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Smell the Coffee: Not a good source of material

CHARLESTON, W.Va. -- My childhood was the bane of a wannabe writer.

It was normal.

My parents didn't smoke or drink. We ate breakfast and dinner together. Went on walks in the woods. Played board games and card games regularly. Camped in a tent. Sang songs in the car.

My sibling aptly played the role of the typically torturing big brother, although his abuse generally involved nothing worse than finding my favorite stuffed animal swinging from a noose. He terrified me with tales of creatures under my bed and that sort of thing, but if he hadn't moved to Ohio as an adult, he might have remained a halfway decent driver and I wouldn't have as much to write about, brotherwise.

It was all just so normal. We played kickball and had a treehouse and caught lightning bugs in a jar. We even had a big sandbox where one of the silly neighborhood cats used to hide its collection of stolen Tootsie Rolls. (Much as I loved Tootsie Rolls, and much as my brother swore they were OK to eat, I never could manage to wash off all the sand before they would melt.)

Anyway, it was watching a movie called "Happythankyoumoreplease" that got me thinking about the whole family-as-material thing. In the 2010 film written and directed by Josh Radnor ("How I Met Your Mother"), the main character, a writer, takes in a very young, semi-abandoned foster child, Rasheen. The kid has been passed around so much he doesn't even know when his birthday is because it's never been celebrated.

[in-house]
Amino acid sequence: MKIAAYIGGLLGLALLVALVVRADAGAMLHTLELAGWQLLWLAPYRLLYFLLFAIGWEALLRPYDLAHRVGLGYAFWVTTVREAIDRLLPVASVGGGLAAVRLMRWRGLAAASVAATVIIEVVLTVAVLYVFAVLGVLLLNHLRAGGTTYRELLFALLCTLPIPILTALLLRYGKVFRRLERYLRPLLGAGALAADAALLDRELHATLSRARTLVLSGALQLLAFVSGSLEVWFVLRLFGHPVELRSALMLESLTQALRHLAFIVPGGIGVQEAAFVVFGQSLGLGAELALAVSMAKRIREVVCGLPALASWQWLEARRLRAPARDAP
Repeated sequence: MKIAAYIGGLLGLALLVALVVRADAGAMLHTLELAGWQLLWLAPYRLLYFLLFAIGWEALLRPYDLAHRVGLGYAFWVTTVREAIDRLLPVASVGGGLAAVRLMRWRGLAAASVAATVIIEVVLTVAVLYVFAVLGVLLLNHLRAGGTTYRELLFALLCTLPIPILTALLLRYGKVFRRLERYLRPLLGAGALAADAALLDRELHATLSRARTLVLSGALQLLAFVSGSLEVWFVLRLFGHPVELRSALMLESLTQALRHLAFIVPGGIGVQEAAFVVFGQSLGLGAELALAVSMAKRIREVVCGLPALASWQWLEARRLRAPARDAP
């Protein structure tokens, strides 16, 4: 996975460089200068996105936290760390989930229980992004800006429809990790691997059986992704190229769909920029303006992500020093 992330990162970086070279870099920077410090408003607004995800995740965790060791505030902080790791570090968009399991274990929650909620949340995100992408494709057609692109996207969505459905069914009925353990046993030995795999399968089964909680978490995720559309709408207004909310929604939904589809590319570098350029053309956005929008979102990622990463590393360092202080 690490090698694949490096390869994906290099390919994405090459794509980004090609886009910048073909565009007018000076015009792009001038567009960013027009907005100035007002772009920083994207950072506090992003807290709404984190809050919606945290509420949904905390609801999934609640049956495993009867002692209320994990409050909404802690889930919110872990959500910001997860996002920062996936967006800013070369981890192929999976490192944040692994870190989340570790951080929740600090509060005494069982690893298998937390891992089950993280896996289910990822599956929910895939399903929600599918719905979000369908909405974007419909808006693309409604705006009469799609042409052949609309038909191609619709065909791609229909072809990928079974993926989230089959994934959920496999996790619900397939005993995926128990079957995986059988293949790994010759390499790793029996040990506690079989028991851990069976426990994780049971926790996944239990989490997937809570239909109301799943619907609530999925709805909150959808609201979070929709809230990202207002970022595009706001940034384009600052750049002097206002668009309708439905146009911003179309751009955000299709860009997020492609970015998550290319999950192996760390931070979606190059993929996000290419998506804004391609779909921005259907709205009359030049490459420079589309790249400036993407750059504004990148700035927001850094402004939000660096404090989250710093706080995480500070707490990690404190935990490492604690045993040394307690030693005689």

At one point, the writer says to the kid, "My great shame as a writer is that I'm just this suburban kid with good parents. I was fed, clothed, carpooled. Hardly Dickensian, y'know what I'm saying? I mean, you -- with your situation -- that's a goldmine. You've got tons of material."

Whatever my childhood lacked, material accumulationwise, my adulthood has made up for.

At times, overcompensated.

For instance, I've learned it's simply not possible for me to have a normal pet. When Celeste was little, I got her some fish. They grew hair.

One of our cats (a neutered 22-pounder with a few extra toes) has developed a fetish for fondling women's breasts. He can be relentless.

We have one dog that fears the outdoors, another that will lick the floor (or the couch or the wall) for hours on end, and a third that forgets who my husband is every time he leaves the room.

And then there's my daughter, Celeste. She's been my biggest (and favorite) source of material for nearly a decade and a half. The other night I went up to her room to find her sketching one picture after another. I flipped through the stack. She had conveniently provided titles, in case the art was too abstract. Among some of the titles:

"Front half of cow."

"Back half of cow."

"Back half of cow under water."

"Lady with bangs (I was going to name her Debbie, then didn't.)"

"Dog with socks on its ears."

"Dead moose."

Last year, a friend's mother gave me a box filled with old blank postcards from all over the world. Celeste picked through the cards, then went online and found addresses of total strangers across the U.S. to send the cards to.

A sample from one with a picture of the Washington Monument.

"I wanted to tell you I finally made it to the top and to ask for your forgiveness (and my dog back). Are you still mad I ran over your parrot? I really couldn't help it. He was behind my car and I couldn't see him! Please forgive me."

From one featuring a picture of otters.

"When I saw this, I thought of you. I remembered how much you love otters. We need to talk again soon. Much love, Bobo."

And then there's my husband, Geoff, whose public persona would have most believe he's a serious, professorial sort. Which he is. In a twisted sort of way.

Celeste was working at the kitchen table when she asked for his help spelling "aesthetic."

Geoff was eager to assist, and volunteered the information in a way she could understand: "A, as in amyotrophic. E, as in elegiac. S, as in synchronous ..."

My childhood might've been the bane of a wannabe writer.

But my life is now a gold mine.

Reach Karin Fuller at karinfuller@gmail.com.


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